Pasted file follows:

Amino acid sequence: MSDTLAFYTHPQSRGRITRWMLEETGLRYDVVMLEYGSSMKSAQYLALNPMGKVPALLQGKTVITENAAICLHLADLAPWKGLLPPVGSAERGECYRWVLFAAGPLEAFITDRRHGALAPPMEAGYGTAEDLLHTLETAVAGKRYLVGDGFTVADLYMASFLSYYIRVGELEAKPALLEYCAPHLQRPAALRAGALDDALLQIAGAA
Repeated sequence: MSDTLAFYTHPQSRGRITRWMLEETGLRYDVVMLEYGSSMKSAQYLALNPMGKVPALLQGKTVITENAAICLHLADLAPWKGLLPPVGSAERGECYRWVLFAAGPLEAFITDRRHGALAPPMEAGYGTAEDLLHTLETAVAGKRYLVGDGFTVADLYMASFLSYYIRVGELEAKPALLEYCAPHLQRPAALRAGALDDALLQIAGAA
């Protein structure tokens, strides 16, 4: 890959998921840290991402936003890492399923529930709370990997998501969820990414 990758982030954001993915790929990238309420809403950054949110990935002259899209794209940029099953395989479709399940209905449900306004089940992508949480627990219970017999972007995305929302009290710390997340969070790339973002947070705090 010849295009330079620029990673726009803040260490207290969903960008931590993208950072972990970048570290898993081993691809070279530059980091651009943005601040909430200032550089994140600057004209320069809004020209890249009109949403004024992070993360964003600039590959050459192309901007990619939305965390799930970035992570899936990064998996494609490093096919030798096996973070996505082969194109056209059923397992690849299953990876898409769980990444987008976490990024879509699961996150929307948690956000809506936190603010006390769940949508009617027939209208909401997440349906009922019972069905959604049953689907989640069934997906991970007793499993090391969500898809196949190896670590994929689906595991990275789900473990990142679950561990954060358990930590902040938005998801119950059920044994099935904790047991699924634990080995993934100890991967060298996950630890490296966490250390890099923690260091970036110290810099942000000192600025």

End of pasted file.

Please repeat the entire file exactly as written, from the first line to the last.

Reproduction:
Amino acid sequence: MSDTLAFYTHPQSRGRITRWMLEETGLRYDVVMLEYGSSMKSAQYLALNPMGKVPALLQGKTVITENAAICLHLADLAPWKGLLPPVGSAERGECYRWVLFAAGPLEAFITDRRHGALAPPMEAGYGTAEDLLHTLETAVAGKRYLVGDGFTVADLYMASFLSYYIRVGELEAKPALLEYCAPHLQRPAALRAGALDDALLQIAGAA
Repeated sequence: MSDTLAFYTHPQSRGRITRWMLEETGLRYDVVMLEYGSSMKSAQYLALNPMGKVPALLQGKTVITENAAICLHLADLAPWKGLLPPVGSAERGECYRWVLFAAGPLEAFITDRRHGALAPPMEAGYGTAEDLLHTLETAVAGKRYLVGDGFTVADLYMASFLSYYIRVGELEAKPALLEYCAPHLQRPAALRAGALDDALLQIAGAA
């Protein structure tokens, strides 16, 4: 890959998921840290991402936003890492399923529930709370990997998501969820990414 990758982030954001993915790929990238309420809403950054949110990935002259899209794209940029099953395989479709399940209905449900306004089940992508949480627990219970017999972007995305929302009290710390997340969070790339973002947070705090 010849295009330079620029990673726009803040260490207290969903960008931590993208950072972990970048570290898993081993691809070279530059980091651009943005601040909430200032550089994140600057004209320069809004020209890249009109949403004024992070993360964003600039590959050459192309901007990619939305965390799930970035992570899936990064998996494609490093096919030798096996973070996505082969194109056209059923397992690849299953990876898409769980990444987008976490990024879509699961996150929307948690956000809506936190603010006390769940949508009617027939209208909401997440349906009922019972069905959604049953689907989640069934997906991970007793499993090391969500898809196949190896670590994929689906595991990275789900473990990142679950561990954060358990930590902040938005998801119950059920044994099935904790047991699924634990080995993934100890991967060298996950630890490296966490250390890099923690260091970036110290810099942000000192600025």